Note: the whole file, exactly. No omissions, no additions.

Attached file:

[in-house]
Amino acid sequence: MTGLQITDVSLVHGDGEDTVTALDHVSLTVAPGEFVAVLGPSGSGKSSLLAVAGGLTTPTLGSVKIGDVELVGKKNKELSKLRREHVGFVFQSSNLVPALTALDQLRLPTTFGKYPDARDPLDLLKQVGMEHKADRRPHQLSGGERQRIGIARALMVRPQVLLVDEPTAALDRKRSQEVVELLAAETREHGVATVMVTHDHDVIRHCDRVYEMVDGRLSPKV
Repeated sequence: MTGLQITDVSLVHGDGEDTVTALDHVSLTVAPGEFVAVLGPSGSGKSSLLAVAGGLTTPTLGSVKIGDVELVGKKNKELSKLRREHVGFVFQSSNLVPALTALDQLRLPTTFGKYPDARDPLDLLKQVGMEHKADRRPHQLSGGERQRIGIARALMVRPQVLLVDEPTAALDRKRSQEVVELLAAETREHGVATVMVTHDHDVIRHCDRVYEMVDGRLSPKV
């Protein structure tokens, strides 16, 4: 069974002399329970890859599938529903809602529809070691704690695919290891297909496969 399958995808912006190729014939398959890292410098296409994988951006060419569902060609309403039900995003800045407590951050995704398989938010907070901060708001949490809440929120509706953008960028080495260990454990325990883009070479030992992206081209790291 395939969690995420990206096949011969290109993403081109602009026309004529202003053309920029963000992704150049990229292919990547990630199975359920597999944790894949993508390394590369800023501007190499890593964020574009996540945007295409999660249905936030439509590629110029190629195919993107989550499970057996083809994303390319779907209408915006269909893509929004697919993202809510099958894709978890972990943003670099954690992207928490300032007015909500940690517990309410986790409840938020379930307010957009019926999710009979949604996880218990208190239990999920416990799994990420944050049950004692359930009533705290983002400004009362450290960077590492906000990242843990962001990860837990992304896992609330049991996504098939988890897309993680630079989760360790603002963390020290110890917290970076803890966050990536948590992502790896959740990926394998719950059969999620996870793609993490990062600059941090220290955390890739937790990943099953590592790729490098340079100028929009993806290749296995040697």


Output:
[in-house]
Amino acid sequence: MTGLQITDVSLVHGDGEDTVTALDHVSLTVAPGEFVAVLGPSGSGKSSLLAVAGGLTTPTLGSVKIGDVELVGKKNKELSKLRREHVGFVFQSSNLVPALTALDQLRLPTTFGKYPDARDPLDLLKQVGMEHKADRRPHQLSGGERQRIGIARALMVRPQVLLVDEPTAALDRKRSQEVVELLAAETREHGVATVMVTHDHDVIRHCDRVYEMVDGRLSPKV
Repeated sequence: MTGLQITDVSLVHGDGEDTVTALDHVSLTVAPGEFVAVLGPSGSGKSSLLAVAGGLTTPTLGSVKIGDVELVGKKNKELSKLRREHVGFVFQSSNLVPALTALDQLRLPTTFGKYPDARDPLDLLKQVGMEHKADRRPHQLSGGERQRIGIARALMVRPQVLLVDEPTAALDRKRSQEVVELLAAETREHGVATVMVTHDHDVIRHCDRVYEMVDGRLSPKV
């Protein structure tokens, strides 16, 4: 069974002399329970890859599938529903809602529809070691704690695919290891297909496969 399958995808912006190729014939398959890292410098296409994988951006060419569902060609309403039900995003800045407590951050995704398989938010907070901060708001949490809440929120509706953008960028080495260990454990325990883009070479030992992206081209790291 395939969690995420990206096949011969290109993403081109602009026309004529202003053309920029963000992704150049990229292919990547990630199975359920597999944790894949993508390394590369800023501007190499890593964020574009996540945007295409999660249905936030439509590629110029190629195919993107989550499970057996083809994303390319779907209408915006269909893509929004697919993202809510099958894709978890972990943003670099954690992207928490300032007015909500940690517990309410986790409840938020379930307010957009019926999710009979949604996880218990208190239990999920416990799994990420944050049950004692359930009533705290983002400004009362450290960077590492906000990242843990962001990860837990992304896992609330049991996504098939988890897309993680630079989760360790603002963390020290110890917290970076803890966050990536948590992502790896959740990926394998719950059969999620996870793609993490990062600059941090220290955390890739937790990943099953590592790729490098340079100028929009993806290749296995040697």